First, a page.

Actor-turned-filmmaker Justin Chon’s Gook was one of the most gratifying new-look indies of 2017, a black-and-white character study that begins like any ordinary urban combat adventure but opts instead to tell a perceptive story of interracial relations in a forbiddingly violent setting — the 1992 Los Angeles riots, as seen from the perspective of a pair of Korean-American brothers whose tiny shoe store sits in the path of the destruction. In other words, a bite-sized film with ambitious implications.
Chon’s new one, Ms. Purple, continues the writer-director’s tour of his Southern California home turf (he’s an Orange County product) with a Korean-American family portrait in the same low-key-but-tense vein. Los Angeles twenty-something Kasie (Tiffany Chu) lives in a modest home with her terminally ill father (James Kang, seen mostly in flashback) and works as a hostess in a Koreatown karaoke club. Which means, in order to afford a home caregiver for her father she has to endure being pawed and humiliated every night by drunken men.
When the caregiver suddenly gives notice, in desperation Kasie turns to her estranged brother Carey (Teddy Lee), a marginalized, emotionally scarred man evidently still distraught over their mother’s abandonment of the family years before. Other people in Kasie’s life seem interested in her plight. The club’s doorman (Octavio Pizano) invites her to his Mexican family celebrations. And on a more sinister note one of her customers, a piggish, rich businessman (Jake Choi), offers her a sugar-daddy arrangement. But Kasie’s life revolves around her father and her undependable brother. Keeping the family together is her only goal, despite everything.
A situation like that opens itself up to a number of narrative pitfalls, mainly of the tried-and-trite variety. Chon and co-writer Chris Dinh avoid most of them. There’s a Korean-traditional flavor to the story that Chon carefully tends to without going overboard. Kasie’s rapprochement with Carey might have benefitted from a little less pathos, especially in the scenes where Carey takes his comatose dad out for “field trips” to places around town by pushing his bed down the street. But naturally, Kasie and Carey gradually warm up to each other. There’s simply no need for a knight in shining armor to rescue our Korean-American princess. Her predicament is something she’s going to have to work out for herself.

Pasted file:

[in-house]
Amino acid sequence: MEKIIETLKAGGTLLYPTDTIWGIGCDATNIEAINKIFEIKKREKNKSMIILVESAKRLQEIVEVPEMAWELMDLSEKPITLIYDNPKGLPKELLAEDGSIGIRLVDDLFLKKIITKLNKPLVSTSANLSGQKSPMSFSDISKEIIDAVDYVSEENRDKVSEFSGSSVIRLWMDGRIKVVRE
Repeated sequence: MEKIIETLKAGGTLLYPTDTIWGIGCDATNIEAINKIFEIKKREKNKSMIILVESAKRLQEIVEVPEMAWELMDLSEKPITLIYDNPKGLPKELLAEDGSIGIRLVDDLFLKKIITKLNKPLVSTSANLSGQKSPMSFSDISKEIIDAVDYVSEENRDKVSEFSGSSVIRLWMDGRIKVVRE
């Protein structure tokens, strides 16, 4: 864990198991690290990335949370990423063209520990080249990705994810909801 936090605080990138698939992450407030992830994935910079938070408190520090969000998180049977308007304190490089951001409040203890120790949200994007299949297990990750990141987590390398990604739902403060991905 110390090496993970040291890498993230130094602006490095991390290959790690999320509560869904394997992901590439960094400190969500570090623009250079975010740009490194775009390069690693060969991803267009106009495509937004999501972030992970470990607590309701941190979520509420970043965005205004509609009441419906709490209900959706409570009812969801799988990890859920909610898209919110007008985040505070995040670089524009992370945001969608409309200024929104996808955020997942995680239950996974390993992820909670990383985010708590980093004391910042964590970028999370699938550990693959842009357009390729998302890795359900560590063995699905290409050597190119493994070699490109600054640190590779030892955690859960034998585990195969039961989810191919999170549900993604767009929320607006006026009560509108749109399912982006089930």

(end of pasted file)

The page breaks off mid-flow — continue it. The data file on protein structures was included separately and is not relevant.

Actor Chu, star of the TV science-fiction series Artificial, handles a difficult role with a damped-down, underplayed determination that reveals not so much all we want to know about Kasie, but what filmmaker Chu wants us to feel. Trapped by old-country traditions — the title refers to the purple hanbok dress that her overbearing “boyfriend” forces on her — and the brutal realities of a poor family’s obstacles in sunny LA, Kasie’s response is to suffer silently and let her actions speak louder than words. As in Gook, Chon populates the landscape with visual details that tell us just as much as declarative speeches. That is one of Ms. Purple‘s strengths as well as its most obvious weakness. This not a typical actors’ picture.
The soundtrack music (with its glorious folklorico tone) by composer Roger Suen and the luscious cinematography by Ante Cheng — both of whom worked on Gook — tell much of Kasie’s story all by themselves. Chon’s screenplay is suffused by a lingering melancholy that nothing can break. Life is hard, people can be cruel, and sometimes we have to pick up a bottle and lay it upside somebody’s head to protect the innocent. That’s the humanistic through-line of this deceptively simple urban fable. Ms. Purple’s cloudy romanticism is something that it, and we in the audience, need to work for. But it’s worth it.